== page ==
The rule of disallowing visitors to public buildings to utilize cell phones is a practice that is observed or enforced in many establishments, seemingly for the sake of convention or because it is an atypical policy. Unless the establishment is a hospital, where telephone waves could interfere with the functioning of medical equipment, or the reading area of a library, where silence is reasonably expected, there are really few grounds on which this rule is merited.

Telephone conversations do not vary much in tone from conversations between visitors in a public waiting area. So observing the no cell phone use policy would justify, in most instances, asking all visitors to an establishment to be quiet or not speak to other visitors, which, of course, would be absurd or unreasonable.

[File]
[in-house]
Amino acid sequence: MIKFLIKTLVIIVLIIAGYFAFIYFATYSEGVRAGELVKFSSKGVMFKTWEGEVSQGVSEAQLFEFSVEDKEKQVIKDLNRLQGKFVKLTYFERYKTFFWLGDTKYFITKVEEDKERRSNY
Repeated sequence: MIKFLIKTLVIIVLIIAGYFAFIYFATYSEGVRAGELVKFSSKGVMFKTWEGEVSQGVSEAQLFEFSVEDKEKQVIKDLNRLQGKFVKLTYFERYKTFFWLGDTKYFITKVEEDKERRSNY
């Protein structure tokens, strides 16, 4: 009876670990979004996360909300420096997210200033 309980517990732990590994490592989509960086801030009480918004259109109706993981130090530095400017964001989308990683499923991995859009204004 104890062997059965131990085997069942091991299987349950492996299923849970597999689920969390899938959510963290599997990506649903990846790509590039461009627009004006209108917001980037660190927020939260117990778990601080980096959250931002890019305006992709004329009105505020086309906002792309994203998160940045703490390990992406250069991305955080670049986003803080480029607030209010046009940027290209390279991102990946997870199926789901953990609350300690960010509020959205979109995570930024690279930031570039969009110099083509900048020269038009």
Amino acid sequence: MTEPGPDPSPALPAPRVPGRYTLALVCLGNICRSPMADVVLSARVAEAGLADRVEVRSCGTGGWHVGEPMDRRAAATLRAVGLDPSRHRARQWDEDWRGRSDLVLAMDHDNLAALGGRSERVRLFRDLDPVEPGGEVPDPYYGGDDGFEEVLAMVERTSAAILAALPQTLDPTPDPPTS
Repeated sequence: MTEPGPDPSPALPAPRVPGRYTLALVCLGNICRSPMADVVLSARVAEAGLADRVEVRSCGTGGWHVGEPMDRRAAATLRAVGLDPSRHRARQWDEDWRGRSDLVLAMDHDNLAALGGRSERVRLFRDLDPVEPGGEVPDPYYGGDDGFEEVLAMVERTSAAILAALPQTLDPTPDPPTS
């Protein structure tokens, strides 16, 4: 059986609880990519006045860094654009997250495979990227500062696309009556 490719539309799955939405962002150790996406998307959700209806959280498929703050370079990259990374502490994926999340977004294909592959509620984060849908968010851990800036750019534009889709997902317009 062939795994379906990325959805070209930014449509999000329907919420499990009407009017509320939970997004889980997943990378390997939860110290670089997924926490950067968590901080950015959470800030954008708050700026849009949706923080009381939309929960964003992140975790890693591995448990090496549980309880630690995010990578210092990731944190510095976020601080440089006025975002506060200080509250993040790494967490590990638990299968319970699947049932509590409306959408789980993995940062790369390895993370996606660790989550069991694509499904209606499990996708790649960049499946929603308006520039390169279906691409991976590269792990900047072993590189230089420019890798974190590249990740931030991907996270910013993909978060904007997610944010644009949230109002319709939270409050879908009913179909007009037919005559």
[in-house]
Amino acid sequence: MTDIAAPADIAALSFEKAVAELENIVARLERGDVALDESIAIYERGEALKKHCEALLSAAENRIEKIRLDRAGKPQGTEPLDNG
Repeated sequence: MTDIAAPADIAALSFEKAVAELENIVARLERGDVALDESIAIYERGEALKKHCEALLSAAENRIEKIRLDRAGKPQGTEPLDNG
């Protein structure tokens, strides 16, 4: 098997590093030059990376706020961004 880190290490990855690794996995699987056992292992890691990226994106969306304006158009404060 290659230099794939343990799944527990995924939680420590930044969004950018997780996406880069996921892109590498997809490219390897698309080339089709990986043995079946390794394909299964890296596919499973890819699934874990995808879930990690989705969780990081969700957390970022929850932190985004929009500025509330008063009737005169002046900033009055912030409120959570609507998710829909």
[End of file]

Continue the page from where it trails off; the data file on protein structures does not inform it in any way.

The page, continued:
Cell phone use should be permitted in public buildings, particularly where relevant to one’s visit. For example, the visitor needs to call and acquire demographic or other information from a family member or acquaintance that would save a trip or having to return to the establishment after personally acquiring the information at a later time.

Public establishments and/or their security/law enforcement officers should reserve the right to ask visitors to report to designated areas to continue calls that are irrelevant to their visits, or that might be deemed inappropriate or particularly disturbing, but should otherwise allow the speakers to have their say…